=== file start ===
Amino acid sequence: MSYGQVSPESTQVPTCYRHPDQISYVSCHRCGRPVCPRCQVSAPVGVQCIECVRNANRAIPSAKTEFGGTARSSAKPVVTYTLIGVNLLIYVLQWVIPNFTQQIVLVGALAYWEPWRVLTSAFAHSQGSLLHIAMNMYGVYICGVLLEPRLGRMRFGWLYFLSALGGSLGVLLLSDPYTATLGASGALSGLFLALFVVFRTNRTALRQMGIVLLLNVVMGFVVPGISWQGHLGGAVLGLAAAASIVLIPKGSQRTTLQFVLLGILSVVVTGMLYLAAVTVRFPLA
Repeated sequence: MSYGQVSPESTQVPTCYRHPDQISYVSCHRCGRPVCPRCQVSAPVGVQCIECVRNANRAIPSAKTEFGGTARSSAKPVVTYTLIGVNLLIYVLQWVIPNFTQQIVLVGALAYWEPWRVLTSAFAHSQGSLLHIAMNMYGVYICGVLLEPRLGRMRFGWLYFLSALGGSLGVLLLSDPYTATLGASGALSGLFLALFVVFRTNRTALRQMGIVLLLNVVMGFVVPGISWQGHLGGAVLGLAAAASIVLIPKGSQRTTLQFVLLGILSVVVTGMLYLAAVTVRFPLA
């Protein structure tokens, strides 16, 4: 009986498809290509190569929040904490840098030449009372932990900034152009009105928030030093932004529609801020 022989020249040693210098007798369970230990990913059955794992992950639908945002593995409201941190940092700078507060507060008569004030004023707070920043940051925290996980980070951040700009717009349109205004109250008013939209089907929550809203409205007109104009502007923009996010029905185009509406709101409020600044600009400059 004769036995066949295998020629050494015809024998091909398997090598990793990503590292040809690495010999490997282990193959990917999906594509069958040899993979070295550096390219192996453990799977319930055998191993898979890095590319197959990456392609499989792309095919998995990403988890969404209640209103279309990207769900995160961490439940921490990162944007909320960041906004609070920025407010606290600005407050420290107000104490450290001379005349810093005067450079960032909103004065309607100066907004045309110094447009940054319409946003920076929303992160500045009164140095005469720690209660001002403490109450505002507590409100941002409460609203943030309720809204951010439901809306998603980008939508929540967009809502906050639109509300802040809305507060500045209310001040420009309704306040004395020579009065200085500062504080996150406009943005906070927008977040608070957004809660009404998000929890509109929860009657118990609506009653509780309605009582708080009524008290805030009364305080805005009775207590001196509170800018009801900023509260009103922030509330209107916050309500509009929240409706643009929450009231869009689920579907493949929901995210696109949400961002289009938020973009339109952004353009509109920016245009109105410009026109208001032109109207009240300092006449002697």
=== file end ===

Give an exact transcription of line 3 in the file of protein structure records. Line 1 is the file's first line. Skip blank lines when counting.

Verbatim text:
């Protein structure tokens, strides 16, 4: 009986498809290509190569929040904490840098030449009372932990900034152009009105928030030093932004529609801020 022989020249040693210098007798369970230990990913059955794992992950639908945002593995409201941190940092700078507060507060008569004030004023707070920043940051925290996980980070951040700009717009349109205004109250008013939209089907929550809203409205007109104009502007923009996010029905185009509406709101409020600044600009400059 004769036995066949295998020629050494015809024998091909398997090598990793990503590292040809690495010999490997282990193959990917999906594509069958040899993979070295550096390219192996453990799977319930055998191993898979890095590319197959990456392609499989792309095919998995990403988890969404209640209103279309990207769900995160961490439940921490990162944007909320960041906004609070920025407010606290600005407050420290107000104490450290001379005349810093005067450079960032909103004065309607100066907004045309110094447009940054319409946003920076929303992160500045009164140095005469720690209660001002403490109450505002507590409100941002409460609203943030309720809204951010439901809306998603980008939508929540967009809502906050639109509300802040809305507060500045209310001040420009309704306040004395020579009065200085500062504080996150406009943005906070927008977040608070957004809660009404998000929890509109929860009657118990609506009653509780309605009582708080009524008290805030009364305080805005009775207590001196509170800018009801900023509260009103922030509330209107916050309500509009929240409706643009929450009231869009689920579907493949929901995210696109949400961002289009938020973009339109952004353009509109920016245009109105410009026109208001032109109207009240300092006449002697």